As illustrated by our empirical data, the concept of multifocality seems a promising academic framework for understanding the opportunities that are taken by transnational entrepreneurs and the process through which they do so, since it takes different groups and places into account. Table 3 provides a summary of our conceptual contribution and its methodological implications, related to the empirical findings.
More empirical research is needed to corroborate our proposed conceptual additions, although some empirical studies already do sustain our argument (e.g., Bagwell, 2015, 2018; Jones et al., 2010; Solano, 2016a; Sommer & Gamper, 2018). The present article has its main limitation in the fact that the findings are based on a single research population (Moroccan migrants) in one city (Amsterdam). Taking into account more national groups or different countries may lead to different results and to a more general understanding of the model (e.g., concerning multifocality in groups). Future research should explore the link between national origin and degree of multifocality, as we found that our respondents employed their Arabic language skills to reach countries other than Morocco (e.g., MENA countries). Therefore, it would be interesting to ascertain whether multifocality also applies to other national group of migrants who speak a less “international” native language. The link between multifocality in groups and in places should also be tested for other national groups with a less extensive diaspora. For example, less sizeable diaspora groups of migrants may focus on the country of origin only and on multiple groups, e.g., as potential customers. Furthermore, the data on which this article is based were collected more than 5 years ago. We believe the data are still meaningful to illustrate our concepts. The interviews providing the empirical material for this article were collected for the sole purpose of describing and understanding every transnational link of the entrepreneurs interviewed, and, in this sense, they are key to empirically sustain our conceptual contribution. In addition, the phenomenon of transnational migrant entrepreneurship is even more relevant now due to further technological developments (Andreotti & Solano, 2019). However, future research should test the proposed model amid the COVID-19 crisis. The COVID-19 crisis may have temporarily or permanently changed the involvement of migrants and migrant entrepreneurs in multiple places or groups, and affected their subsequent transnational business opportunities.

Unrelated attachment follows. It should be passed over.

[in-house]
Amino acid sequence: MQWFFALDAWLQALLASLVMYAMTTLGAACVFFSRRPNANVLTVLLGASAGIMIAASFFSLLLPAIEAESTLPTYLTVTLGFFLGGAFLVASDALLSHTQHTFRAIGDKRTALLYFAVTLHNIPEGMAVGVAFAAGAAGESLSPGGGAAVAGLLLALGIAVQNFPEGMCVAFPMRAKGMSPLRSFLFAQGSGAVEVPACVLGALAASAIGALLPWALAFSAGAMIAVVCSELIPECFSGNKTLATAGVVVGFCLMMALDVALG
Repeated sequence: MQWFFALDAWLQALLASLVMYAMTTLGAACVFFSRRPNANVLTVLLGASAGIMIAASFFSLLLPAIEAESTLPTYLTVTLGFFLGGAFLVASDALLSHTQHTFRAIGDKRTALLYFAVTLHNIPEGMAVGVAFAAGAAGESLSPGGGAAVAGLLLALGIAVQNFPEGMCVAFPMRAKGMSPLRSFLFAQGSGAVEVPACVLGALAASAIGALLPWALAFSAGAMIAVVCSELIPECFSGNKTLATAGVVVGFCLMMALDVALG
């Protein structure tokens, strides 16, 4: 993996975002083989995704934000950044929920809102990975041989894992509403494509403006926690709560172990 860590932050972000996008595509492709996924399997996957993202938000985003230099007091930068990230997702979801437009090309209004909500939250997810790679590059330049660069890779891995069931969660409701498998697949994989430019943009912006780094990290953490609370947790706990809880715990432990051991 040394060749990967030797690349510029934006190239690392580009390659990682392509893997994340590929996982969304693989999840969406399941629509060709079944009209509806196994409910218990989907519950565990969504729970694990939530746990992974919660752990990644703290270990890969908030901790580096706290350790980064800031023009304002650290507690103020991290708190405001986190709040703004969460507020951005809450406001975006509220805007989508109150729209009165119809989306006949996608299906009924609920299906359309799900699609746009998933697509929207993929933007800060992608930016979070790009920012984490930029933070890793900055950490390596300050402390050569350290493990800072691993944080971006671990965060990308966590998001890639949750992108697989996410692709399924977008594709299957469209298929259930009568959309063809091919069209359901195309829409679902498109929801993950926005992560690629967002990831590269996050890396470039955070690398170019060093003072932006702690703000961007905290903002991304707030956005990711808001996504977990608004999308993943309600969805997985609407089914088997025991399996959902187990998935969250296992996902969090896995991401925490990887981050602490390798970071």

Finally, one aim of this article is to question how the literature on migrant entrepreneurship tends to reduce migrants to their belonging to one ethnic/national group. Our paper still offers a relatively homogeneous view of the studied population and does not analyse the role of other factors such as gender and class, or education or age in any depth. In subsequent studies, it would be interesting to analyse migrant multifocality with an intersectional approach (Romero & Valdez, 2016). By doing this, it would be possible to consider for example how people identifying as members of the same group occupy different social positions, and thus have different opportunities to access support and resources within this group (and beyond).
Nevertheless, this article contributes to the existing knowledge on transnational migrant entrepreneurship by proposing new concepts to refine the mixed embeddedness approach and better understand existing opportunities for migrant entrepreneurship in a globalised world. The empirical findings sustain the theoretical proposals by showing the relevance of multifocality and group modes of behaviour for the seizing of business opportunities by migrant entrepreneurs.
We looked for businesses owned by Moroccan immigrants by using (as keywords) the names of major Moroccan cities (e.g., Casablanca, Rabat) and the words ‘Morocco’ ‘Moroccan’ ‘Moroccans’, and combining them with other keywords such as ‘import’, ‘export’, ‘international’ (of course, in the Dutch translation).
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We would like to thank Sakura Yamamura, Paul Lassalle and the reviewers for their constructive comments on the first draft of this article.
This work was supported by a doctoral scholarship from the Italian Ministry of Education and a mobility scholarship from the European Commission (Erasmus Placement/Erasmus + Traineeship) and Ministero dell’Istruzione, dell’Università e della Ricerca. Furthermore, the Fondazione Roberto Franceschi Onlus and the Fondazione Isacchi Samaja (Young Professional Grant—2013 edition) provided the financial support for the fieldwork on which this article is based.
Authors and Affiliations
Migration Policy Group, 1030, Brussels, Belgium
Department of Sociology and Social Research, University of Milan-Bicocca, 20126, Milan, Italy
Amsterdam Institute for Social Science Research, University of Amsterdam, 1018 WV, Amsterdam, The Netherlands
Giacomo Solano & Jan Rath
Faculty of Geosciences, Utrecht University, 3584 CB, Utrecht, The Netherlands
GS, VS and JR have contributed to this article. The research on which this article is based was carried out by GS under the supervision of the two other authors. GS drafted the manuscript. All authors critically revised several versions of the manuscript for intellectual content. All authors read and approved the final manuscript.
The authors declare that they have no competing interests.
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Solano, G., Schutjens, V. & Rath, J. Multifocality and opportunity structure: towards a mixed embeddedness model for transnational migrant entrepreneurship.